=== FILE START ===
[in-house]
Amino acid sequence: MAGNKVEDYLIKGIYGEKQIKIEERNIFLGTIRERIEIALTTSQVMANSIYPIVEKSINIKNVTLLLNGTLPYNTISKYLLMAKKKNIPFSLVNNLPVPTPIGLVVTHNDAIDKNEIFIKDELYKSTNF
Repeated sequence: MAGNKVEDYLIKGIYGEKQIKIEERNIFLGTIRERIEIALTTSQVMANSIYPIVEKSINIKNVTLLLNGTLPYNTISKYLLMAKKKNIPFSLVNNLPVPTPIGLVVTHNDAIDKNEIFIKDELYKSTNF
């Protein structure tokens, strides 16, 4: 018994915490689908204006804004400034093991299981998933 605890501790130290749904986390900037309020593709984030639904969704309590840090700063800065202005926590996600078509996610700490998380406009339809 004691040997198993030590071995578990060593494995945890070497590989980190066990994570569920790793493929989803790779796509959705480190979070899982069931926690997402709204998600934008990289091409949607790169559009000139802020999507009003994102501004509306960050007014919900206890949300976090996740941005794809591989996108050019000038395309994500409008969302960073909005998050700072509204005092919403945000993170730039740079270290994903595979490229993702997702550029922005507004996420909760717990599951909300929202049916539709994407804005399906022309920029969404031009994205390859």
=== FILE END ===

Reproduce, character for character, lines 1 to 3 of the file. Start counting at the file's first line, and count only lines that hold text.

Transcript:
[in-house]
Amino acid sequence: MAGNKVEDYLIKGIYGEKQIKIEERNIFLGTIRERIEIALTTSQVMANSIYPIVEKSINIKNVTLLLNGTLPYNTISKYLLMAKKKNIPFSLVNNLPVPTPIGLVVTHNDAIDKNEIFIKDELYKSTNF
Repeated sequence: MAGNKVEDYLIKGIYGEKQIKIEERNIFLGTIRERIEIALTTSQVMANSIYPIVEKSINIKNVTLLLNGTLPYNTISKYLLMAKKKNIPFSLVNNLPVPTPIGLVVTHNDAIDKNEIFIKDELYKSTNF